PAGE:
Humans are genetically programmed to avoid illness and a morbid fear of death is perfectly normal. But we’ve become so used to guzzling antibiotics to fend off the slightest cough, that tiny, but dastardly powerful germs are growing armour against our best defences.
Luckily, we love a bit of irony. And if it’s fear of dying that’s actually rolling us towards the grave, we’re as likely to laugh as cry. Chugging into oblivion is fine; as long as it’s us doing the steering.
Until today, it seemed control was slipping from our grasp and our own stupidity was helping those little, big microbes win this war. I’ve been reading increasingly about parents marching into their local surgery and demanding the doctor prescribes antibiotics for their kids’ colds. Not only is this akin to cracking an egg with a sledgehammer, it won’t dry up the snot and it effectively throws a welcome party in hospital wards for superbugs. Because antibiotics don’t work on viruses and there is no cure for the common cold. WE ALL KNOW THIS, right?
Minor illness is a fact of life. I have a cold right now. Catching a cold is something we will all do. That’s why my mum always had lemon juice and honey in the house, to make into a warm, soothing drink that chases off the snuffles; for a bit anyway (something I’ve since learned is exponentially improved with a splash of Scotch). She’s the one who told the young me that antibiotics only work on bacterial infections; you can’t do anything about a virus except neck a bag of oranges and wait for your immune system to fight back. Mum recalls loads of such home remedies, handed down by her grandmother. All manner of soothers for minor ailments could be made from things lying around in the kitchen; mustard, tea bags, meat dripping, old bread.
Human beings are pretty bloody amazing, and we don’t even know the full extent of our amazingness yet. Our bodies are universes of endless possibilities, and what they can’t do today they will probably evolve the ability to do tomorrow. There was a time, not that long ago, when we expected our bodies to toil in coal mines or factories on about 500, vitamin-free calories a day. Of course, we didn’t live as long. But we didn’t run off bleating to the doctor with every tiny hiccup either. We couldn’t; doctors and medicine were expensive, so people resorted to creative uses of old meat juices and condiments to treat themselves instead.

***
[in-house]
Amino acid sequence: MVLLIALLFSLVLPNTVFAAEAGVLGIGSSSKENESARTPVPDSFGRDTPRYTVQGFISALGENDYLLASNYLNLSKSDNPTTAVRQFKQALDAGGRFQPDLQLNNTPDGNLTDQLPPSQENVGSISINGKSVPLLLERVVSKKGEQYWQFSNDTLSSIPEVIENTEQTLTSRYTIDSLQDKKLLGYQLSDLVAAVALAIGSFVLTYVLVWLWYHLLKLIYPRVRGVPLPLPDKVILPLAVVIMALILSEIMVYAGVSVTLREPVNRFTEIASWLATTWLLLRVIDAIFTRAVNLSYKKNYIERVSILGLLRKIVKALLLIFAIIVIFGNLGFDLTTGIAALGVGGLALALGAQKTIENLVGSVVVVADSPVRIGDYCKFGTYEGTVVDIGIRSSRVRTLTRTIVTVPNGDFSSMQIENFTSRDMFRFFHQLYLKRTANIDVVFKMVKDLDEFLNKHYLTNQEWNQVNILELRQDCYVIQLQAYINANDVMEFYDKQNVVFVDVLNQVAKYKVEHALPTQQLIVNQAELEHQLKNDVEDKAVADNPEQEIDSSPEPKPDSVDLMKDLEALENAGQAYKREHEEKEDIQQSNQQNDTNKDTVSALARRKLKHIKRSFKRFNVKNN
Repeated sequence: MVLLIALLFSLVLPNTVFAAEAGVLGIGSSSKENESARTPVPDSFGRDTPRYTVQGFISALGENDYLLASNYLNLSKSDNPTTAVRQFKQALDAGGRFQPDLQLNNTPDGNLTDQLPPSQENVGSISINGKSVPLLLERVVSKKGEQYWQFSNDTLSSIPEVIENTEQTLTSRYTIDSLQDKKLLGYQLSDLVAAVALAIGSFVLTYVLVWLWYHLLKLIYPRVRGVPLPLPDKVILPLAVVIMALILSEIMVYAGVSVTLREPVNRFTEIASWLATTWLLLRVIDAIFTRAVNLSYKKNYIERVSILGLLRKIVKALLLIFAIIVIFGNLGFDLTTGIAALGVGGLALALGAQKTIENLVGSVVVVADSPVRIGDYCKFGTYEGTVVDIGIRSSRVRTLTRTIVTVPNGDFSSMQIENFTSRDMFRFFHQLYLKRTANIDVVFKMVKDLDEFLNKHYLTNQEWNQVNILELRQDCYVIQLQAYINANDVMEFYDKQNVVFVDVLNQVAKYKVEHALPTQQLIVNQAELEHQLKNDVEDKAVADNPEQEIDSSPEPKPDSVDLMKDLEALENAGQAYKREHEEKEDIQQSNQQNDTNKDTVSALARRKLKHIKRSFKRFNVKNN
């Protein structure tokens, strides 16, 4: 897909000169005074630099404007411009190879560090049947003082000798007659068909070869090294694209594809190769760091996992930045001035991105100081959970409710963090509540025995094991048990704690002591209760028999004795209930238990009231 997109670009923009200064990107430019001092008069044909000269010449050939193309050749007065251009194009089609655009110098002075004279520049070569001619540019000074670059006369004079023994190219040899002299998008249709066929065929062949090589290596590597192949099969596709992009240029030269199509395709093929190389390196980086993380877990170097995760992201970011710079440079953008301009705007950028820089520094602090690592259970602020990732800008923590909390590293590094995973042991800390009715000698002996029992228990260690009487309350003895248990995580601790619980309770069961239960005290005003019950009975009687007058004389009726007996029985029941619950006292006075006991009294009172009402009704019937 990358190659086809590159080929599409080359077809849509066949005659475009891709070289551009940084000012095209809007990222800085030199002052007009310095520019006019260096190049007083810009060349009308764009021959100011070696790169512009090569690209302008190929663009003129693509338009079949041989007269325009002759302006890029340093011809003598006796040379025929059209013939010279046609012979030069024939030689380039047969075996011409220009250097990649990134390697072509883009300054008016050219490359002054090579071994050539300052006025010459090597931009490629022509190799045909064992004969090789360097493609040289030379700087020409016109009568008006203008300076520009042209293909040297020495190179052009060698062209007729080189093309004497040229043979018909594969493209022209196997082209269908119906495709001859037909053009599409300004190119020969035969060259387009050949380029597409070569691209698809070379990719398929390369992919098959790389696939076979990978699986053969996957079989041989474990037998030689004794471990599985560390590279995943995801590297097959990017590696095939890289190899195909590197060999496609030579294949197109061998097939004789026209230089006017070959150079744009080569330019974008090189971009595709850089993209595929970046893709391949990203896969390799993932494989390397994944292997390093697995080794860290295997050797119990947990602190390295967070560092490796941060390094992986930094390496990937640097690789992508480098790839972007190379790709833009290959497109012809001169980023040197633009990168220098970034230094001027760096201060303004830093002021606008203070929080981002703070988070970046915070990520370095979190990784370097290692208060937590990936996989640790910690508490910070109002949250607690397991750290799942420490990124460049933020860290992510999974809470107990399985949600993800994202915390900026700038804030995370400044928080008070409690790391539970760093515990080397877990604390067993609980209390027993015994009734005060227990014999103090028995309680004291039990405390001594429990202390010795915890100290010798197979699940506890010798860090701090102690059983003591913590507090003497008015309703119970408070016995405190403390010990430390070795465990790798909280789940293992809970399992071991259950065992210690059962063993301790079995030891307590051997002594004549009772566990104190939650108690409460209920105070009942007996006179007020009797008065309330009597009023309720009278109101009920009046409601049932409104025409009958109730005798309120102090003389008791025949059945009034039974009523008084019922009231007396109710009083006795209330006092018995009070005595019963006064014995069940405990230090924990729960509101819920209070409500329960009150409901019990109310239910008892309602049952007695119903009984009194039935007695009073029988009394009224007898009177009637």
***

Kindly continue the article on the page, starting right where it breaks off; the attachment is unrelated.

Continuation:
We might live now in an anything-goes, post modern age, but it’s economics once more that are dictating how we respond to physical issues. Plastic surgeons have reported a fifth fewer men are having their moobs (man-boobs) removed than they were a couple of years ago, citing cost of the op as the reason. Instead of visiting the 21st century equivalent of the Wizard of Oz – only now for body part removal as well addition – overweight men are taking back control of their moobs. They are opting for the cheaper solution of *shock* joining a gym and exercising away their pec pouches. Imagine: you can lose fat by moving around and not eating for a couple of hours a week. Radical stuff.
And to bring this thing full circle to my point at the outset, I read something today that thrills and worries me equally. IBM has accidentally taken us to the next level of death avoidance, by potentially creating the answer to our antibiotic-resistant superbug problem. During the production of a new computer processor, it’s conjured a gel that destroys bacteria. It’s obvious why this is thrilling – it’s going to be safe to go to hospital again, should I ever need to do so. The worry stems from the premonition that this brand new discovery will mean we just can’t resist settling back once more into our couches, knowing that any ailment can be cured by medical wizardry; a magic jelly magic wand.
Little things that pack a big punch – microbes, antibiotics, 20 minutes on a treadmill, citrus fruits and our tiny grey brain cells that enable us to fear and laugh about death at the same time – are what will make or break the human race. Now, apparently, we can add magic goop to the mix. If we use it wisely, we might even be OK for a while yet. And if computer dudes can come up with the answer to our abuse of antibiotics, maybe they could add ‘find a cure for the common cold’ to their to-do lists.
Right. Now where did I put that bottle of Scotch? And sod the lemons …